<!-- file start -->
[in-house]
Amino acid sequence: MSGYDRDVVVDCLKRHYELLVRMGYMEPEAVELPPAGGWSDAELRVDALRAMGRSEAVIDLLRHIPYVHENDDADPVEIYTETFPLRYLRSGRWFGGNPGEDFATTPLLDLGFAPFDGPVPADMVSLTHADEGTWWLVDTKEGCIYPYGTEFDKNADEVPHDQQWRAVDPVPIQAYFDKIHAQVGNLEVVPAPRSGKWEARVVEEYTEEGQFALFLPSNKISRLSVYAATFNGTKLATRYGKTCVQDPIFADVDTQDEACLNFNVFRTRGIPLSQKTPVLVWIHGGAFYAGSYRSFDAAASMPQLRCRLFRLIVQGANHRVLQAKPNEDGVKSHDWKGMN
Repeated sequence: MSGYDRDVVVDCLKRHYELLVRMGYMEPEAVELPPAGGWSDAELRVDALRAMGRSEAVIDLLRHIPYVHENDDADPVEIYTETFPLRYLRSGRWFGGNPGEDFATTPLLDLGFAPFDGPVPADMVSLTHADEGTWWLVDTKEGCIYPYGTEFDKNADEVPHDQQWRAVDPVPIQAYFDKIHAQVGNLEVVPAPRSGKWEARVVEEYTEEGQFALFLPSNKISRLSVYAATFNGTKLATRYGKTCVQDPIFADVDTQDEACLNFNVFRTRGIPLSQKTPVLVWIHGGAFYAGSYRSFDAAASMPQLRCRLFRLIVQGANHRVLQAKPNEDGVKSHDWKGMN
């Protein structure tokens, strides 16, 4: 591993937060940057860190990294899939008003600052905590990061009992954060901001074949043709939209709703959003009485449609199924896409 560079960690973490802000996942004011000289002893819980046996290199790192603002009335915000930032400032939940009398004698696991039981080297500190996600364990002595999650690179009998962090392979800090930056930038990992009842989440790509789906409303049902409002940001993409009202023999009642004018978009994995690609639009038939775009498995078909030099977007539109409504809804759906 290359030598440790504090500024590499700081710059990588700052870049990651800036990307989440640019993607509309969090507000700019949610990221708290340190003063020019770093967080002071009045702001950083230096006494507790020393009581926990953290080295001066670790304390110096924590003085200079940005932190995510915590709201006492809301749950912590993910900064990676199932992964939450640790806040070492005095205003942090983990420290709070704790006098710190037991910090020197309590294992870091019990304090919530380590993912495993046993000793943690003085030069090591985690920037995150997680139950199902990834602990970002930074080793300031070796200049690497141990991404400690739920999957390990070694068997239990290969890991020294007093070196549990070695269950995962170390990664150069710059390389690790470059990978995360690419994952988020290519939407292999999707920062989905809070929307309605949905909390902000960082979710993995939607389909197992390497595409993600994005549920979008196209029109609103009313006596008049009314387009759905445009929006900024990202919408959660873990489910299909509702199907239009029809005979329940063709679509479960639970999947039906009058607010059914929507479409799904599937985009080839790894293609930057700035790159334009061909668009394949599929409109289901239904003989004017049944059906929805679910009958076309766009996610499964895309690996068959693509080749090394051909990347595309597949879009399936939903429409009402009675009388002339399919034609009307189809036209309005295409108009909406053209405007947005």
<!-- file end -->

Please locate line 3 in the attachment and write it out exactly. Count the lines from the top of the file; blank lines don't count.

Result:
Repeated sequence: MSGYDRDVVVDCLKRHYELLVRMGYMEPEAVELPPAGGWSDAELRVDALRAMGRSEAVIDLLRHIPYVHENDDADPVEIYTETFPLRYLRSGRWFGGNPGEDFATTPLLDLGFAPFDGPVPADMVSLTHADEGTWWLVDTKEGCIYPYGTEFDKNADEVPHDQQWRAVDPVPIQAYFDKIHAQVGNLEVVPAPRSGKWEARVVEEYTEEGQFALFLPSNKISRLSVYAATFNGTKLATRYGKTCVQDPIFADVDTQDEACLNFNVFRTRGIPLSQKTPVLVWIHGGAFYAGSYRSFDAAASMPQLRCRLFRLIVQGANHRVLQAKPNEDGVKSHDWKGMN